16. 16. Number Representation <ul><li>Data is raw facts entered into a computer. </li></ul><ul><li>Examples include: </li></ul><ul><ul><li>Words </li></ul></ul><ul><ul><li>Numbers </li></ul></ul><ul><ul><li>Dates </li></ul></ul><ul><ul><li>Images </li></ul></ul><ul><li>Regardless which data type is entered, the data can only be processed by the computer, if it is in BINARY </li></ul>
  17. 17. Binary Number System <ul><li>Basically, every piece of data can be represented by a series of bits (0 and 1) </li></ul><ul><li>Like the switches in electricity (off or on) </li></ul><ul><li>Binary is usually written in sets of 8 bits </li></ul><ul><li>Like decimal numbers, each place in binary is equivalent to a value </li></ul>
  18. 18. Binary Number System Number 1 0 1 1 1 Binary Place 2 4 2 3 2 2 2 1 2 0 Binary Place Value 16 8 4 2 1 Binary Calculation 1 x 2 4 0 x 2 3 1 x 2 2 1 x 2 1 1 x 2 0 Binary Value 16 0 4 2 1 Binary Total = 16 + 4 + 2 + 1 = 23
  19. 19. Octal Number System <ul><li>Basically, every piece of data can be represented by a series of digits (0, 1, 2, 3, 4, 5, 6, 7) </li></ul><ul><li>Like decimal numbers, each place in octal is equivalent to a value </li></ul>
  20. 20. Octal Number System Number 3 4 5 2 1 Octal Place 8 4 8 3 8 2 8 1 8 0 Octal Place Value 4 096 512 64 8 1 Octal Calculation 3 x 8 4 4 x 8 3 5 x 8 2 2 x 8 1 1 x 8 0 Octal Value 12 288 2 048 320 16 1 Octal Total = 12 288 + 2 048 + 320 + 16 + 1 = 14 673
  21. 21. Hexadecimal Number System <ul><li>Basically, every piece of data can be represented by a series of digits (0, 1, 2, 3, 4, 5, 6, 7, 8, 9, A, B, C, D, E, F) </li></ul><ul><li>Like decimal numbers, each place in hexadecimal is equivalent to a value </li></ul>
  22. 22. Hexadecimal Number System Number 1 2 4 A C Hex Place 16 4 16 3 16 2 16 1 16 0 Hex Place Value 65 536 4 096 256 16 1 Hex Calculation 1 x 16 4 2 x 16 3 4 x 16 2 10 x 16 1 12 x 16 0 Hex Value 65 536 8 192 1 024 160 12 Hex Total = 65 536 + 8 192 + 1 024 + 160 + 12 = 74 924
  23. 23. Activity 1 <ul><li>Discussion </li></ul><ul><li>Binary Numbers are different for humans to comprehend. Why do you think octal and hexadecimal are preferred options. </li></ul>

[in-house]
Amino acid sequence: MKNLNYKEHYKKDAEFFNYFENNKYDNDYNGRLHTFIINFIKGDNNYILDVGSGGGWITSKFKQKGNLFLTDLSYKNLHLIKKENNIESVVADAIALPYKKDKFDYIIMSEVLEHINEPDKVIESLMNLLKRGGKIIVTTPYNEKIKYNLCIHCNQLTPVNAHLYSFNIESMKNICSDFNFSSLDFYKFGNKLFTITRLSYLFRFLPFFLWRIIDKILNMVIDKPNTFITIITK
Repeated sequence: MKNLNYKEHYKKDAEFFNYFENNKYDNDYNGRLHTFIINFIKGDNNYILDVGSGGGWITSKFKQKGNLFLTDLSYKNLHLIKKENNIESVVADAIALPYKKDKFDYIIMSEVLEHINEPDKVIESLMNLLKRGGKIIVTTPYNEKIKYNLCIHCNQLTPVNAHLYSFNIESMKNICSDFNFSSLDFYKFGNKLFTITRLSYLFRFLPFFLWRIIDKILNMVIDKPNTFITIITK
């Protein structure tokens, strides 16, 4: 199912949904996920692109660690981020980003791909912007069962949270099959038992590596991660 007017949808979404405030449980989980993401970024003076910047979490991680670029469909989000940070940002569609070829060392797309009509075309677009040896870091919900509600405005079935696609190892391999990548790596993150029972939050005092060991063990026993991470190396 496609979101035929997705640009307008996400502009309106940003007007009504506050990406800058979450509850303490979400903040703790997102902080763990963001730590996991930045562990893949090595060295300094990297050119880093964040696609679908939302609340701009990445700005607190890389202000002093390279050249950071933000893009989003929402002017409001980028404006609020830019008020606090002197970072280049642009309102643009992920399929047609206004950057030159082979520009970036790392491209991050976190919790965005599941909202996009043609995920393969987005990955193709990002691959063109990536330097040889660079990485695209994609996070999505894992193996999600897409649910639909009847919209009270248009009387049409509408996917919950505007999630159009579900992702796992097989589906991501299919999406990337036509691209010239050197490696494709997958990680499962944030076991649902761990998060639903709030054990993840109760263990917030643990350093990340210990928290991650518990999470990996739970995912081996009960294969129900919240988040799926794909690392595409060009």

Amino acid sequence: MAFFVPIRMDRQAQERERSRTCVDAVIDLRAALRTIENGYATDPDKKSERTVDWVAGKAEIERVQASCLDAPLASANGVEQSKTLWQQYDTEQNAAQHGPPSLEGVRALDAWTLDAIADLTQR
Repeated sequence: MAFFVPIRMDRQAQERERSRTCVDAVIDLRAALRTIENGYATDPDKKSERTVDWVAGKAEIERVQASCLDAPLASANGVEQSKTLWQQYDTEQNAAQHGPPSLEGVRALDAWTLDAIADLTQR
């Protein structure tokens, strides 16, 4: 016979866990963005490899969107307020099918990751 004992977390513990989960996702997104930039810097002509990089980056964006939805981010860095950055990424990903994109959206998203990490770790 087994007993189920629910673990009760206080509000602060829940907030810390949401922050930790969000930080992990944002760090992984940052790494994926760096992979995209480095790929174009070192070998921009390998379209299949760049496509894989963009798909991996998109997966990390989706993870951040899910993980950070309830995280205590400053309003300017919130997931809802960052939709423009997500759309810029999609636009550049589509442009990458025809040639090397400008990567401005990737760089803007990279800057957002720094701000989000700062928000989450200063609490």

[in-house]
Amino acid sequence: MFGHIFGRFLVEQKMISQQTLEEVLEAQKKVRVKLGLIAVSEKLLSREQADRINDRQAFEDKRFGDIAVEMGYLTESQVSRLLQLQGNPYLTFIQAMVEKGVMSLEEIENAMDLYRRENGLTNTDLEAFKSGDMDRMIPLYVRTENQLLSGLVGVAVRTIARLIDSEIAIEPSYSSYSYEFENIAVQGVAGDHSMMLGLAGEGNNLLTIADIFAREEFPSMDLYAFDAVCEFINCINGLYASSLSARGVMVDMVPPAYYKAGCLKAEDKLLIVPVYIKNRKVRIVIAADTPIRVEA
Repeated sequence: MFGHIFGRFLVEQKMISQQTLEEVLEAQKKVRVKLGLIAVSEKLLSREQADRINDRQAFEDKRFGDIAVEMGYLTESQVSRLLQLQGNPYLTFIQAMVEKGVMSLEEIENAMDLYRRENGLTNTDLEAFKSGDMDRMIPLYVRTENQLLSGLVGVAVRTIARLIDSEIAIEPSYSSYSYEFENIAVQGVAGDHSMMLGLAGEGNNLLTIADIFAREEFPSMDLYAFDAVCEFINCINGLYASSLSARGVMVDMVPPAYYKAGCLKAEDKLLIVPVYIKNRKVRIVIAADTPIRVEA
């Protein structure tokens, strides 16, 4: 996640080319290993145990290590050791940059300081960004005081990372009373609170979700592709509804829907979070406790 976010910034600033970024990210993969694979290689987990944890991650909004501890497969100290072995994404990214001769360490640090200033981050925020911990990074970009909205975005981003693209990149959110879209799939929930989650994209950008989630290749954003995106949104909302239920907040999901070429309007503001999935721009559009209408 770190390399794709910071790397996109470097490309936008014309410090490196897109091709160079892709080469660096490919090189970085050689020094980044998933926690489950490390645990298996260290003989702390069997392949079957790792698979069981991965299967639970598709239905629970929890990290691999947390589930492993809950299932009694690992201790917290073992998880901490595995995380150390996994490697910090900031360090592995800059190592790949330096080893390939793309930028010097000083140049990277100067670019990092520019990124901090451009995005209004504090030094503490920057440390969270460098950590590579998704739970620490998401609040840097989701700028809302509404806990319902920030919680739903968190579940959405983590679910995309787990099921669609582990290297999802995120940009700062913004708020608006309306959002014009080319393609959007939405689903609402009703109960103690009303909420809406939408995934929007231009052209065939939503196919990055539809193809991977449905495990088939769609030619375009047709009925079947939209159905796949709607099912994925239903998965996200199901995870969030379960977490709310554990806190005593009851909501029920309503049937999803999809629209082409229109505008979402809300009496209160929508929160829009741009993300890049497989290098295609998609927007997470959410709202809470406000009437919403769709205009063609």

24. 24. Activity 2 <ul><li>Convert the following binary numbers into decimal: </li></ul><ul><ul><li>1110 </li></ul></ul><ul><ul><li>1001 </li></ul></ul><ul><ul><li>110011100110 </li></ul></ul><ul><ul><li>110011111100 </li></ul></ul><ul><li>Convert the following decimal numbers into binary: </li></ul><ul><ul><li>32 </li></ul></ul><ul><ul><li>68 </li></ul></ul><ul><ul><li>1566 </li></ul></ul><ul><ul><li>9999 </li></ul></ul>
  25. 25. Activity 3 Decimal Binary Octal Hexadecimal 45 10 1010111 2 75 8 3FC 16
  26. 26. Data Types <ul><li>The following are examples of common data types used: </li></ul><ul><li>Integers </li></ul><ul><li>Floating Point </li></ul><ul><li>String </li></ul><ul><li>Boolean </li></ul><ul><li>Date and Times </li></ul><ul><li>Currency </li></ul>
  27. 27. Activity 4 DATA TYPE DESCRIPTION EXAMPLES Integer 5 0 -4 87 Floating Point 2.764 -67665.3 2.3 x 10 8 String Cat Daggy2 Eggplant Boolean True False Yes No Date 16/1/2006 4 th June 2001 Currency $5.84 -$58.97 $1005.46
  28. 28. Variables and Constants <ul><li>A variable is a meaningful name given to something stored in memory that changes </li></ul><ul><li>The opposite to a variable is a CONSTANT </li></ul><ul><li>Example: </li></ul><ul><ul><li>Adding up the cost of 10 items, bought at the shops. The value called Total changes as each items cost is added. Total is therefore a variable. </li></ul></ul><ul><ul><li>Calculating the value of the GST. We know that GST Percentage is always 10% of the total. This makes GST Percentage a constant and the GST Value a variable. </li></ul></ul>
  29. 29. Naming Variables <ul><li>The variable name should reflect the data it contains ie Name, Age, Address </li></ul><ul><li>The variable should always be written as 1 word. If the name is more than 1 word, show each new word with a capital letter ie FirstName, DateOfBirth </li></ul><ul><li>Most programming languages require variables to be declared and initialised (set to 0) </li></ul><ul><li>Hungarian notation dictates that each variable is prefixed with a mnemonic indicating what data type the variable holds ie intAge says that the variable is an integer that holds the age of the person while strName says that the variable is a string that holds the name of the person </li></ul>
  30. 30. Activity 5 <ul><li>Analyse the script below and highlight 1 constant and 2 variables. Identify the data types of the constant and variables. </li></ul><ul><li>BEGIN </li></ul><ul><li>Get Max </li></ul><ul><li>Repeat </li></ul><ul><li>Get Age </li></ul><ul><li>IF Age < Max then </li></ul><ul><li>Access = False </li></ul><ul><li>ELSE </li></ul><ul><li>Access = True </li></ul><ul><li>ENDIF </li></ul><ul><li>Print Access </li></ul><ul><li>UNTIL Age > Max </li></ul><ul><li>END </li></ul>
  31. 31. Homework <ul><li>Set 4B </li></ul><ul><li>Q1-10, 11, 12 </li></ul>